Play Sonnet 113

ganesvoort 2 ganesvoort 1

Since I left you, mine eye is in my mind;
And that which governs me to go about
Doth part his function and is partly blind,
Seems seeing, but effectually is out;
For it no form delivers to the heart
Of bird, of flower, or shape which it doth latch:
Of his quick objects hath the mind no part,
Nor his own vision holds what it doth catch;
For if it see the rud’st or gentlest sight,
The most sweet favour or deformed’st creature,
The mountain or the sea, the day or night,
The crow, or dove, it shapes them to your feature.
     Incapable of more, replete with you,
     My most true mind thus maketh mine eye untrue.

Sonnet 113 finds a sad poet seeing his distant beloved in everyday things around him.

Since he left his beloved, Billy can think of nothing else. His eye no longer sees the outer world, only the image of the beloved. Birds, flowers and other forms cannot enter his mind since it is filled with the image of his love. Whatever he sees, ugly or beautiful, is transformed into the beloved. Unable to get his love off his mind, his mind makes his outer vision false.

Will’s Wordplay
Doth part his function” means the eye departs from its usual activity and mode of operation; its acting unpredictably.

The eye seems to act independently of the mind, and decides to convert all its sightings into visions of the beloved. However it has been driven to do this by the mind’s insistence, so it remains unclear whether the eye or the mind is the instigator of these deceptions and transmutations.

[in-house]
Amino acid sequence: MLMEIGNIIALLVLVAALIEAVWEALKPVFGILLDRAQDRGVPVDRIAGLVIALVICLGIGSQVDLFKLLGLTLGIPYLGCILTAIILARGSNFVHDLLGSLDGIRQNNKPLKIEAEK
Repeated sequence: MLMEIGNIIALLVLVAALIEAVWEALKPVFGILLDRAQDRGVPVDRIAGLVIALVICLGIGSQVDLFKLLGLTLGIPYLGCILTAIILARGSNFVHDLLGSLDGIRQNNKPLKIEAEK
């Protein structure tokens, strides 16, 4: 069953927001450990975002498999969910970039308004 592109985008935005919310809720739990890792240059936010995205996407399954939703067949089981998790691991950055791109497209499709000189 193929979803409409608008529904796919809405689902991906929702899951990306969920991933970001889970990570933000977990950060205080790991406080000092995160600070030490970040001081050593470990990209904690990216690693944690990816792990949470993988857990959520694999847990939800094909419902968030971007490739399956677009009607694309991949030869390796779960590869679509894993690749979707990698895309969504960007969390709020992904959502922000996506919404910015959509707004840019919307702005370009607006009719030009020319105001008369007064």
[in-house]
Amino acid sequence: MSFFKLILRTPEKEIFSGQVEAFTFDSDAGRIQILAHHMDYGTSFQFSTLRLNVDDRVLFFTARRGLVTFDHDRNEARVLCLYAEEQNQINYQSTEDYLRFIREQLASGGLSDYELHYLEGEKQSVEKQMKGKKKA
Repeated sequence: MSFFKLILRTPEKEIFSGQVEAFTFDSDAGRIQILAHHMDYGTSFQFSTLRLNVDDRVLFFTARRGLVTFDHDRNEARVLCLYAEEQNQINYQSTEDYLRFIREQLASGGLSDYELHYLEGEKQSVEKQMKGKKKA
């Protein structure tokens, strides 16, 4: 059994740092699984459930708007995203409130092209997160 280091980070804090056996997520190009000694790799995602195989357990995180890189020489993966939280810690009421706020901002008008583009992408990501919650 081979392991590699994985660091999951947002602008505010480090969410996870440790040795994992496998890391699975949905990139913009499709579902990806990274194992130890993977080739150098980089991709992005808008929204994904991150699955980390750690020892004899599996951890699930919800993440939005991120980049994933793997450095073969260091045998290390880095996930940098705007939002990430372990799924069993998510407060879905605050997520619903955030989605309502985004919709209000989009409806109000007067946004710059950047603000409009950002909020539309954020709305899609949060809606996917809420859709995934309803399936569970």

Gansevoort Plaza, Manhattan
At the corner of Gansevoort Street and Washington Street, Gansevoort Plaza is a bright mixture of old and new in the Meatpacking District of Manhattan.

The Neighborhood
The earliest development of the area now known as the Meatpacking District came in the mid-19th century. Before that it was the location of Fort Gansevoort, and the upper extension of Greenwich Village, which had been a vacation spot until overtaken by the northward movement of New York City. The irregular street patterns in the area resulted from the clash of the Greenwich Village street system with that of the Commissioners’ Plan of 1811, which sought to impose a regular grid on the undeveloped part of Manhattan island. [1]